Temporary urbanism and urban sustainability after a natural disaster: transitional community-initiated open spaces in Christchurch, New Zealand

Wesener, Andreas
Journal Article
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Temporary uses of vacant urban spaces are usually not foreseen in conventional urban planning and have often been linked to economic or political disturbances. In New Zealand, Christchurch’s vacant spaces came into existence after the city was hit by several devastating earthquakes in 2010 and 2011. Parallel to the ‘official’ rebuild discourse, temporary uses have emerged on vacant post-earthquake sites including community gardens, urban agriculture, art installations, event venues, eateries and cafés, and pocket parks. Based on the review and analysis of exemplary transitional community-initiated open spaces and correlated literature, the paper looks at how the post-disaster urban context in Christchurch has influenced particular aspects of temporary urbanism in comparison with case studies in non-disaster environments. By focusing on the anticipated benefits of community-initiated open spaces, the paper discusses the relevance of temporary uses of vacant urban spaces for urban sustainability in relationship to concepts of community resilience and raises questions about possible long-term values. © 2015 Taylor & Francis.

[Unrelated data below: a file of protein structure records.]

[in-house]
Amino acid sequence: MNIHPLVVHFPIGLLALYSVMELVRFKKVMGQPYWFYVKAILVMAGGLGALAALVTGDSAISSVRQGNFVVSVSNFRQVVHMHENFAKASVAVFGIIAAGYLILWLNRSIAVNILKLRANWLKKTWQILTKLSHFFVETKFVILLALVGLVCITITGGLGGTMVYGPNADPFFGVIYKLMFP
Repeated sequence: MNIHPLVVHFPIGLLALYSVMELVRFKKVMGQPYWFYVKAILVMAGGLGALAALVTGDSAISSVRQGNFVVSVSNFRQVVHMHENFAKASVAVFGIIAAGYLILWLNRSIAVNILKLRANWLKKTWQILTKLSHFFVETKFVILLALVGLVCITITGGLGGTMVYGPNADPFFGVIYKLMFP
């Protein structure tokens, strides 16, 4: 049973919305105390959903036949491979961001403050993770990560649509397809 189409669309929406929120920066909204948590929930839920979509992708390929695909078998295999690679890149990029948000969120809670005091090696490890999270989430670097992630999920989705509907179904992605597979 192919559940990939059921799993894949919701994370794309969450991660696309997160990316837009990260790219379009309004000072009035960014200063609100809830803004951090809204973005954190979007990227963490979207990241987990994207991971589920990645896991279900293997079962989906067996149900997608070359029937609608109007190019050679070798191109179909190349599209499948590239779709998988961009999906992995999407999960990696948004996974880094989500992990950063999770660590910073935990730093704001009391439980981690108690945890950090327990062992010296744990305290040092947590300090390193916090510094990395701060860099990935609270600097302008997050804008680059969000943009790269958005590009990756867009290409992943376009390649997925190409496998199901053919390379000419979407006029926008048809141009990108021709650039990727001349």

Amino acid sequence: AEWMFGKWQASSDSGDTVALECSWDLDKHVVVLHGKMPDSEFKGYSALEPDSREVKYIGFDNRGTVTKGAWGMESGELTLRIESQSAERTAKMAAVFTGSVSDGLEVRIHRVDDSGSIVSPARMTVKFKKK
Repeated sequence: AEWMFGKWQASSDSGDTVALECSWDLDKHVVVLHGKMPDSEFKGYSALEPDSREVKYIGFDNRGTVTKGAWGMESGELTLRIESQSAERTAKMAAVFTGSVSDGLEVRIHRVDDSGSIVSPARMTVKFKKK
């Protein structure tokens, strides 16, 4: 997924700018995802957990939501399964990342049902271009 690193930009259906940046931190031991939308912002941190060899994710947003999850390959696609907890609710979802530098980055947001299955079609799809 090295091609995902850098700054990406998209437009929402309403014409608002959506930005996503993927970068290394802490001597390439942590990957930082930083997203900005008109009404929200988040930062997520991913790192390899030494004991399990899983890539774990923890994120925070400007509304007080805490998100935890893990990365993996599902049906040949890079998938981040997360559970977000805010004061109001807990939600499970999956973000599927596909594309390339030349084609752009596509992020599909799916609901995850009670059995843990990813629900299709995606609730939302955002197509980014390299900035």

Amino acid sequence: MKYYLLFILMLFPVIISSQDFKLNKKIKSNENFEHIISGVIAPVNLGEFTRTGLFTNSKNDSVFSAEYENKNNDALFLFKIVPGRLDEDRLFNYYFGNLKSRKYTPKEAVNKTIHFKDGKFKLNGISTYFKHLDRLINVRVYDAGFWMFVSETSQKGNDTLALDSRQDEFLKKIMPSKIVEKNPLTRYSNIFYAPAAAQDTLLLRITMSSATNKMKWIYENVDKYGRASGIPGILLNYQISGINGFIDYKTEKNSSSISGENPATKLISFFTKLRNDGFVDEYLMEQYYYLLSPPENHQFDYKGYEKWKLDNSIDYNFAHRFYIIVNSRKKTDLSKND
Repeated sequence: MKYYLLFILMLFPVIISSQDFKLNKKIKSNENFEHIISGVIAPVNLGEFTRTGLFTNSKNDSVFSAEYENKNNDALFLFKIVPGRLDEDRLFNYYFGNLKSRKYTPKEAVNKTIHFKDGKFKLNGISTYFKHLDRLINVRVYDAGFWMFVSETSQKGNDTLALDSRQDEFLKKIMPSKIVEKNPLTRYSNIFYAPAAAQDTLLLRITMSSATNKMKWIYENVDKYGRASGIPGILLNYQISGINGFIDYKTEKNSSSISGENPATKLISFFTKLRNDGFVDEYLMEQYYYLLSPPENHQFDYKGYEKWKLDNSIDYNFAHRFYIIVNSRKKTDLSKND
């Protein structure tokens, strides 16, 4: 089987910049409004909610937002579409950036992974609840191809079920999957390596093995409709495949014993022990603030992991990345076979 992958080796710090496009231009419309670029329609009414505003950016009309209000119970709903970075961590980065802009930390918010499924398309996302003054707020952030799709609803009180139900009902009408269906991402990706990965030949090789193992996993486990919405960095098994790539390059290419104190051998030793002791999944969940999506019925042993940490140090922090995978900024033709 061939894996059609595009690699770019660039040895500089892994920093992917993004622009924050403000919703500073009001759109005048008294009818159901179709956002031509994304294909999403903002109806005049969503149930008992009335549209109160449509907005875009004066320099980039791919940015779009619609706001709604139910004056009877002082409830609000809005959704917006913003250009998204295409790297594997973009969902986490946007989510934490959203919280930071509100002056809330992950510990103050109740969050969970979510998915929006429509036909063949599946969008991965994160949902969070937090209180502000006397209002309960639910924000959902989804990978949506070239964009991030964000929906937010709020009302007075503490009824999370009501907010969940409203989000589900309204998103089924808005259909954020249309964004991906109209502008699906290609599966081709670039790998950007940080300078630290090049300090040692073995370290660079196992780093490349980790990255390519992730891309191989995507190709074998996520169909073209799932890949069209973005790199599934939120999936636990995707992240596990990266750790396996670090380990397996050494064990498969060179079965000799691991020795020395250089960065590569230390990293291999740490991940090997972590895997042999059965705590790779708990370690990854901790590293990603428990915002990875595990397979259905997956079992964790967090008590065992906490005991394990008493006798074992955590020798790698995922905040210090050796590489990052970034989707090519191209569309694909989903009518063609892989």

© 2015 Taylor & Francis
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